I’ll be trying to enjoy what I have, keep thinking about my own efforts to heal the world, writing postcards to Georgia voters, helping amuse the 8-year-old, and not eating too much. I hope you will be doing your version of the same.

Follow Debbie on Twitter.

Follow Laurie’s new Pandemic Shadows photos on Instagram.

 

Thanksgiving 2019: Still Finding Hope

the first detailed photograph of a black hole

Laurie and Debbie say:

Hope can feel hard to come by in these times, is why we think it’s so important to name and celebrate people and things we’re thankful for:

The U.S. impeachment proceedings against Donald J. Trump are in full swing, and the evidence for the narrow case the Democrats are mounting is very hard to refute (which is why the Republicans are doing everything they can to distract from the case and raise red herrings). Polls vary, but it does seem clear that more Americans support impeachment and removal than oppose it. Many other cases and lawsuits against the current presidency are in various stages, including the three emoluments lawsuits, all of which have been granted standing and are moving forward.

In other U.S. national politics issues:

The 2020 census is proceeding without a citizenship question. The controversy around this frightened many Latinx and other immigrants and will have somewhat of a chilling effect on voting, but Latin voting rights organizations are doing terrific work countering that issue.

The practice of “deplatforming” right-wing voices is having a real effect. Both Milo Yiannopoulos and Alex Jones have more or less disappeared from the scene since they were removed from Facebook, Twitter, and YouTube in 2018. This year, after multiple mass-shooting “manifestos” were posted on the site, hate site 8chan was deplatformed and is still looking for a home.

In the realm of science, we have our first detailed photograph of a black hole (above), from the Event Horizon Telescope’s global network of radio dishes!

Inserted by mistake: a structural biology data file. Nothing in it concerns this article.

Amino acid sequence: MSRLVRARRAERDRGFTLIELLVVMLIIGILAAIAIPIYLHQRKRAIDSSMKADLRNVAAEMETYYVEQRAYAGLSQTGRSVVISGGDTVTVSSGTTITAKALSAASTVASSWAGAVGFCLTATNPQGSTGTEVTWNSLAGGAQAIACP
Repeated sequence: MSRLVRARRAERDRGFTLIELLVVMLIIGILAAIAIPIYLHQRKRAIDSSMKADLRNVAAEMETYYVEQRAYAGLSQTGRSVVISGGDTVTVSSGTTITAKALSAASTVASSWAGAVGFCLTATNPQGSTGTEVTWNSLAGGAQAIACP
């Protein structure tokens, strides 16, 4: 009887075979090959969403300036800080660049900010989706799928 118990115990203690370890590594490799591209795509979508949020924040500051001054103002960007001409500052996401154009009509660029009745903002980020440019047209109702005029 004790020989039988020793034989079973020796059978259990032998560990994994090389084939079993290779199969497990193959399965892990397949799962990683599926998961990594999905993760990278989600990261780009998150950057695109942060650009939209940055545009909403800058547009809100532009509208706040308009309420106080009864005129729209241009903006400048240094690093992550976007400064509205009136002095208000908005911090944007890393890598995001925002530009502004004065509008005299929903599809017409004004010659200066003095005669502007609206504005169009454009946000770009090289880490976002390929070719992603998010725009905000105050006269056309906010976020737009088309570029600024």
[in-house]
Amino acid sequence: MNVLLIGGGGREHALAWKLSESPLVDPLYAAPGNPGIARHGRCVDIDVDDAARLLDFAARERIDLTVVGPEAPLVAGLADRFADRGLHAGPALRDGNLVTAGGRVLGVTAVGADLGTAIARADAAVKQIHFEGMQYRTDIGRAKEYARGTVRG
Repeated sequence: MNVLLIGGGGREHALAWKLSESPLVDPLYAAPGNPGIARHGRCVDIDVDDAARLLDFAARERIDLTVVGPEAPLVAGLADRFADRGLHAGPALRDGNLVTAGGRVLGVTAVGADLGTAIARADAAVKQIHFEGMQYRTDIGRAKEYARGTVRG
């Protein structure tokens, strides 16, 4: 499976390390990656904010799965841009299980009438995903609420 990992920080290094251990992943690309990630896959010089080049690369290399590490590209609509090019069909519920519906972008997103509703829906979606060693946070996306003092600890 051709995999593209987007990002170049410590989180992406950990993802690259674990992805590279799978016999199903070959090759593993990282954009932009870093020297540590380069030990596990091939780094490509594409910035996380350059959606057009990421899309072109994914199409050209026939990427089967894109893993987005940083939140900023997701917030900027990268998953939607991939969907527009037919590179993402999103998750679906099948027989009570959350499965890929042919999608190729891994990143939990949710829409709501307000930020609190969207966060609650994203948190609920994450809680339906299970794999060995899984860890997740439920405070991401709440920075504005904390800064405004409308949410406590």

The U.S. Food and Drug Administration has approved not one but two new drugs to treat sickle cell anemia, an extremely painful and often fatal condition largely found in people of African descent. (The rapper Prodigy died of sickle cell anemia in 2017.) These drugs are outrageously expensive; however, many drugs drop in price a year or two after approval, and some insurance companies will approve them now.

Like U.S. and U.K. politics, the global climate situation inspires a lot of hopelessness. So we’re thankful for Greta Thunberg and the Sunrise Movement, young people who care enough about the world they want to live in to mount an implacable assault on the powers-that-be. And knowing that the European Investment Bank is divesting quickly from fossil fuel investments helps too.

We’re thankful for Jacinda Ardern, Prime Minister of New Zealand, and the country’s Parliament, who knew how a state should react to a devastating mass shooting: change the laws quickly.

We appreciate the U.S. District Court ruling acquitting Scott Warren of “illegally harboring refugees” when in fact he was providing humanitarian aid to people in need.

One of the ways we survive in these times is through the work of investigative journalists — an imperiled profession. In that context, we want to name Julie K. Brown, who (mostly in 2018) dropped the hammer on Jeffrey Epstein, leading to his imprisonment.

Our home state of California has led the way in a number of important things to be thankful for:

  • The nation’s strongest law limiting police use of force: Officers may shoot only when lives are in immediate danger, not when they are “afraid for their lives.” The ACLU’s Criminal Law Reform Project is also doing great work in the area of police violence. And Laurie’s home city just elected Chesa Boudin, a superb progressive district attorney.
  • A law permitting (finally!) student athletes to make money from use of their names and images. This law, with similar ones passed by a few other states, has caused the NCAA to finally back down from it’s “we’re rich; you can’t make a dime” historic position, though details still have to be worked out.
  • Along with New York and several cities, a law protecting people whose hairstyles might otherwise be excuses to keep them from jobs and schooling. Of course, this has mostly been used against Black people, so this is an anti-racist trend.
  • A law making a roadmap for local public banks in the state. (Debbie was an organizer on this one.)

We want to mention our personal thanks for the work of Stacey Abrams, magnificent crusader for voting and human rights, and for the work of Ibram X. Kendi, a writer who is  reframing the conversation about racism. There are thousands more people whose work deserves thanks: this list from Bitch Magazine names 50 of them (only a couple of whom we named above). One person we found in the Bitch 50 list is Rebecca Alexander, whose AllGo app helps fat people find the places where the chairs and other furniture will work for them — a much-needed service.

We are grateful to every single person who is engaging in resistance here or in their own country: people doing the amazing work that needs to be done: all the thousands upon thousands of them.